In addition to previously cultured methanogens, uncultured Mcr-encoding lineages were enriched. An ASV identified as Ca. Methanodesulfokores washburnensis (ASV_74dd7, 100% sequence identity) was highly abundant (25–54%) in two mesocosms from LCB003 amended with methanol, hydrogen, and antibiotics. A MAG of this Ca. Korarchaeia representative previously recovered from YNP encodes versatile metabolic capabilities including hydrogen-dependent methylotrophic methanogenesis from methanol [20]. Methane yields in these mesocosms, while comparably low after 43 days (<2000 ppm), were strongly elevated compared to the no amendment control of LCB003 (log2 fold change (FC) 3–4). mcrA and 16S rRNA genes of Ca. Methanodesulfokores washburnensis were also detected via amplicon and metagenome sequencing, confirming the presence of this lineage in LCB003 (Figs. 2, 3, SI Data 4). In one mesocosm from LCB024 amended with monomethylamine, stimulation of methanogenesis (log2 FC 4, 310,000 ppm) and enrichment (8%) of Archaeoglobi-affiliated ASV_78ad2 was observed. The Archaeoglobi MAG LCB024-003 recovered from LCB024 encoded the potential for hydrogenotrophic methanogenesis while genes required for methylotrophic methanogenesis were not detected (Fig. 4). However, potential for methylotrophic methanogenesis has been described for some Archaeoglobi MAGs and the recovery of several Archaeoglobi related mcrA and 16S rRNA genes from LCB024 suggests that diverse Archaeoglobi populations are present, possibly including methylotrophic methanogens. An enrichment of a Ca. Nezhaarchaeia related ASV (ASV_27aa3) was highest (8%) in methanol amended mesocosms from LCB003 and cooccurred with elevated methane yields (log2 FC 3.5, 85,000 ppm), confirming the persistence of a Ca. Nezhaarchaeia population detected by metagenomic 16S rRNA and mcrA genes (SI Data 2). Previously described mcr-containing Ca. Nezhaarchaeia MAGs encode the potential for hydrogenotrophic methanogenesis, and while no enrichment was detected in hydrogen amended mesocosms, microbially produced hydrogen may have facilitated limited methanogenic activity and enrichment of hydrogenotrophic methanogens in other mesocosms. Ca. Methanomethylicia related ASVs were detected in multiple mesocosms, however their enrichment remained low (<3%) (SI Data 4).

Overall, minor methanogenic populations, not or hardly detectable in hot springs via 16S rRNA gene or metagenome sequencing, were enriched in mesocosm experiments under selective methanogenic conditions. Specifically, acetate or hydrogen plus DIC enabled the enrichment of Methanothrix or Methanothermobacter, respectively, while methyl compounds favored the enrichment of Ca. Korarchaeia, Ca. Nezhaarchaeia, or Archaeoglobi. Further research is needed to decipher the metabolism of the here enriched populations of uncultured archaea, their proposed methanogenic capacities, and potential metabolic interdependencies with other community members.

Implications for methane cycling in YNP

We explored the potential for methanogenesis in previously uncharacterized geothermal environments of YNP, primarily the LCB, and our results warrant further research into the magnitude of biological methane production in this area. While the methanogenic communities of eight geothermal features in YNP had previously been investigated [20, 21, 24, 30, 33, 42] we detected mcrA genes across an additional 39 geothermal features indicating the wide distribution of diverse populations of Mcr-encoding archaea, including both confirmed methanogens and lineages proposed to engage in anaerobic methane/alkane cycling. The methanogenic pathways encoded across mcr-containing MAGs suggests methanogenesis in LCB hot springs could proceed from different precursors including H2/CO2, acetate, and methyl compounds plus hydrogen. The genetic potential for hydrogen-dependent methylotrophic methanogenesis was encoded by the majority of MAGs, including Ca. Methanomethylicia and Methanomassiliicoccales, and was detected in all three hot springs, possibly reflecting prevalence of this metabolism in geothermal environments as previously proposed [80]. While methanogenic populations accounted for minor fractions of the microbial community, methanogenesis may proceed in situ as it was observed in mesocosms under close to in situ conditions. The potential for hydrogenotrophic and aceticlastic methanogenesis revealed by metagenomics was confirmed by the enrichment of Methanothermobacter and Methanothrix in mesocosms under selective substrate amendment. In situ, methanogenesis in hot springs is likely constrained by physicochemical regimes, substrate availability, and metabolic interdependencies. Methanogenic precursors may be supplied from organic matter degradation as metabolic intermediates of syntrophic communities (e.g., H2, acetate), products of respiration (e.g., CO2), or through geothermal alteration from the subsurface (e.g., H2, CO2) [40, 90]. As hot springs often present dynamic systems, methanogens may frequently respond with activity and growth to favorable conditions. This may be exemplified by Methanothermobacter’s capacity to rapidly respond, resulting in high activity and fast growth upon supply of H2/CO2, which it may sporadically or consistently encounter in situ (Fig. 5, SI Table 2, SI Fig. 5).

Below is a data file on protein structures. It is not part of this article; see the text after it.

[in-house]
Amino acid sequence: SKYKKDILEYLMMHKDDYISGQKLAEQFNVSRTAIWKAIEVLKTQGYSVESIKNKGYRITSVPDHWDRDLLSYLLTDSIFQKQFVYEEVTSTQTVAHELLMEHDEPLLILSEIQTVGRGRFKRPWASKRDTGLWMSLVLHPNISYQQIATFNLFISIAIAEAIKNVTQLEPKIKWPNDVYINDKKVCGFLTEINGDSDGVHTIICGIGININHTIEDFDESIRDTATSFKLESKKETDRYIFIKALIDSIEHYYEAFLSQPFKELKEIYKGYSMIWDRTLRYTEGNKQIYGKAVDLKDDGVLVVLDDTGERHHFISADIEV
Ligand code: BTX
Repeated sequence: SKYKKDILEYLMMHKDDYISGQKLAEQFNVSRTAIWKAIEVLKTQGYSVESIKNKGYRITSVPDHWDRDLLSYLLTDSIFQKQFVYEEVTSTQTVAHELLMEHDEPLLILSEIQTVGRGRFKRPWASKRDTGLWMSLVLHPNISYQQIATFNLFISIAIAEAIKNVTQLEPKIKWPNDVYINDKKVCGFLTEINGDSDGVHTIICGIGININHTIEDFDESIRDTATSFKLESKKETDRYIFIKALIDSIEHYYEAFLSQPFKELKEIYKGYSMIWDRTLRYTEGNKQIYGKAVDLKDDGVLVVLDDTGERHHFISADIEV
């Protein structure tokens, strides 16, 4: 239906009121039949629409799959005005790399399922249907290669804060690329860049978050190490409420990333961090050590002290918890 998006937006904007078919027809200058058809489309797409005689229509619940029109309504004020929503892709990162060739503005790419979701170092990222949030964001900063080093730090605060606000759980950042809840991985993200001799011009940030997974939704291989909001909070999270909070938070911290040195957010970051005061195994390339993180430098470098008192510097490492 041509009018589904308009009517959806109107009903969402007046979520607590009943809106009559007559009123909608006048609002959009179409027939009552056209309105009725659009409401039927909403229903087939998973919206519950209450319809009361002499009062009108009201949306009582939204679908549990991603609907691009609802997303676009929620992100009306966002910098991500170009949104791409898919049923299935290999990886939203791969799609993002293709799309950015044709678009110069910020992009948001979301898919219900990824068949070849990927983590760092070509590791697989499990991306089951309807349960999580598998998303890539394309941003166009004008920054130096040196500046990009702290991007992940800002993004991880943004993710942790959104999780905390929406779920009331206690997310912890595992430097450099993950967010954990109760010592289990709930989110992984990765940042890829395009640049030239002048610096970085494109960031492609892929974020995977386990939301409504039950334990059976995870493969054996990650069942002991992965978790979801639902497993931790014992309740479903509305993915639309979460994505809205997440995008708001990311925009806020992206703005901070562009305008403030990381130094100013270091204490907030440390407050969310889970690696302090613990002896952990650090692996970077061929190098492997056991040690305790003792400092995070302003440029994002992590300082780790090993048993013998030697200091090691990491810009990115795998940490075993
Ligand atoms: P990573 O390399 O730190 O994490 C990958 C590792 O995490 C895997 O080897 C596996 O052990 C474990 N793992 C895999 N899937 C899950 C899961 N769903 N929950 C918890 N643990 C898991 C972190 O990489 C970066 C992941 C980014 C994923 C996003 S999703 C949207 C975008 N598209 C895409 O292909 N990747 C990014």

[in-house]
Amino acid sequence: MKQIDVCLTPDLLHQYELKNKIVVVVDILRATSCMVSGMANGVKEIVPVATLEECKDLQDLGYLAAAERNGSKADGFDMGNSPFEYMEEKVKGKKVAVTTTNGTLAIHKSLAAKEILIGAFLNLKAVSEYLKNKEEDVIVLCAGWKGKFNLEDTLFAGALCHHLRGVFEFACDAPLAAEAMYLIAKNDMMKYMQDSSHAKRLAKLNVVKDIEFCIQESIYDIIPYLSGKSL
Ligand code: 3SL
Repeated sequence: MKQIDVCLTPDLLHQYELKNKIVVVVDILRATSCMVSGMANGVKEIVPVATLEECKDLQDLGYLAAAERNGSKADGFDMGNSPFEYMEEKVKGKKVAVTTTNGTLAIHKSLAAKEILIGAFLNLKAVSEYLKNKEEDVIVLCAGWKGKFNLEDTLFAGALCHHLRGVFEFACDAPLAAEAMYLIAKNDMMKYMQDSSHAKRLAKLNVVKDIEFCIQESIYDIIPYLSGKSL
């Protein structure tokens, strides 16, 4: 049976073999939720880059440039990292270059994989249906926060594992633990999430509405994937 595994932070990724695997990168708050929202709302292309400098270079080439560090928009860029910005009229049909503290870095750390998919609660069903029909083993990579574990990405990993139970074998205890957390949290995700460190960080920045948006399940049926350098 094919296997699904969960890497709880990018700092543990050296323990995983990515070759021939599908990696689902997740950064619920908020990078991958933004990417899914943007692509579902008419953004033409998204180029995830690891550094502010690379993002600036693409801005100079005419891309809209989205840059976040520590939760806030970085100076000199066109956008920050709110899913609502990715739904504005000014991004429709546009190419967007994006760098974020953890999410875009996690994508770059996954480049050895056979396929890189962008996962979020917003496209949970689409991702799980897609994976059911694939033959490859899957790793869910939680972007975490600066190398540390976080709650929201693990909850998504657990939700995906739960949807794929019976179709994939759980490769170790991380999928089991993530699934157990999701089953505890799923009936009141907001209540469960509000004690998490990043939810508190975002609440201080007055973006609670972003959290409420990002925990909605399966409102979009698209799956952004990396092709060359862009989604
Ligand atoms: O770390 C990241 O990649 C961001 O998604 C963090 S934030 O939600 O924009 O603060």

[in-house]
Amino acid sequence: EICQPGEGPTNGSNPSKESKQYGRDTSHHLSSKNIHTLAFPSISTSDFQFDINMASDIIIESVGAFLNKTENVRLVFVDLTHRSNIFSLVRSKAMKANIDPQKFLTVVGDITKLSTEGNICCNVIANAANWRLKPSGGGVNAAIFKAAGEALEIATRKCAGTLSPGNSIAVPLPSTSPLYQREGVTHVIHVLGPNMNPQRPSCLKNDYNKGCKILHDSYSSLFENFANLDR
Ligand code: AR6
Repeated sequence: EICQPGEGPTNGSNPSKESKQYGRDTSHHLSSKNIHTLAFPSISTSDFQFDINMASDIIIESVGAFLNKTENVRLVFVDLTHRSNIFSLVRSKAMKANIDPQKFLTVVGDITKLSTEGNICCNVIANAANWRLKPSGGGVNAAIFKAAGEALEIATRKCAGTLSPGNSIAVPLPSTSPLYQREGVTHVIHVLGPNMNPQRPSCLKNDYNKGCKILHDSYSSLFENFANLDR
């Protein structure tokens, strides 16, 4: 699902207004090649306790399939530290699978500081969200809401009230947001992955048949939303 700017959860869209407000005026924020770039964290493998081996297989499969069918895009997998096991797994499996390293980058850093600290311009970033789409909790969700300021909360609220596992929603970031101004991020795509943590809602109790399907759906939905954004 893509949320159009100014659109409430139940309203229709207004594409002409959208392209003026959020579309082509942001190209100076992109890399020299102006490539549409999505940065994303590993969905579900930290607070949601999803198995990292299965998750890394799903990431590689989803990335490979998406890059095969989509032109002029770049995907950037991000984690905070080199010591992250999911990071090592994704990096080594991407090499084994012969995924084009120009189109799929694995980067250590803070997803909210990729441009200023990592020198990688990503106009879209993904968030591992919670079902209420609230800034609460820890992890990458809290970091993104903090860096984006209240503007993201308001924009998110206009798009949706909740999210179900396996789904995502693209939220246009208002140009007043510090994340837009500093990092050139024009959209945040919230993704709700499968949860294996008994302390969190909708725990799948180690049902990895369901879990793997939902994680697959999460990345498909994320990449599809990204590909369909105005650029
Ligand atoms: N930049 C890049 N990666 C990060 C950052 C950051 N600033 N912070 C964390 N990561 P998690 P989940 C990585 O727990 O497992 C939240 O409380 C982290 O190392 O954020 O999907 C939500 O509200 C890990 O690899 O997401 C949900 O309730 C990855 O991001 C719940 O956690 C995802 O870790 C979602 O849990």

Although methanogenic activity and isolation of Methanothermobacter thermoautotrophicus have been demonstrated [40, 41], the environmental impact of methanogens on methane emissions from YNP’s geothermal environments is not well understood. Methane is an important component of the gas flux in YNP [90,91,92] and the isotopic composition of gas emitted from geothermal features across YNP has suggested methane is primarily generated through abiogenic and/or thermogenic processes, while methanogenesis is not a significant source of methane [91]. Although we detected varying concentrations of aqueous methane in geothermal features in an area of YNP that had not been previously investigated, the source and fate of this methane is currently unknown. In general, methane emissions from terrestrial geothermal environments are not considered in estimates of the global atmospheric methane budget and little is known about their contribution to the global methane flux [1, 3, 14]. YNP contains more than 14,000 geothermal features, the largest concentration in the world, making it a superior candidate for studying CH4 flux in these environments [93,94,95].

Environmental mcrA gene surveys and metagenomics aid in identifying environments in which methanogenesis may occur. Subsequent quantification of in situ metabolic activities, including methane production rates, as well as deciphering the interplay between methanogens and methanotrophs will lead to a better understanding of the impact methanogens have on the local carbon cycle and their contribution to methane emissions from YNP’s geothermal environments.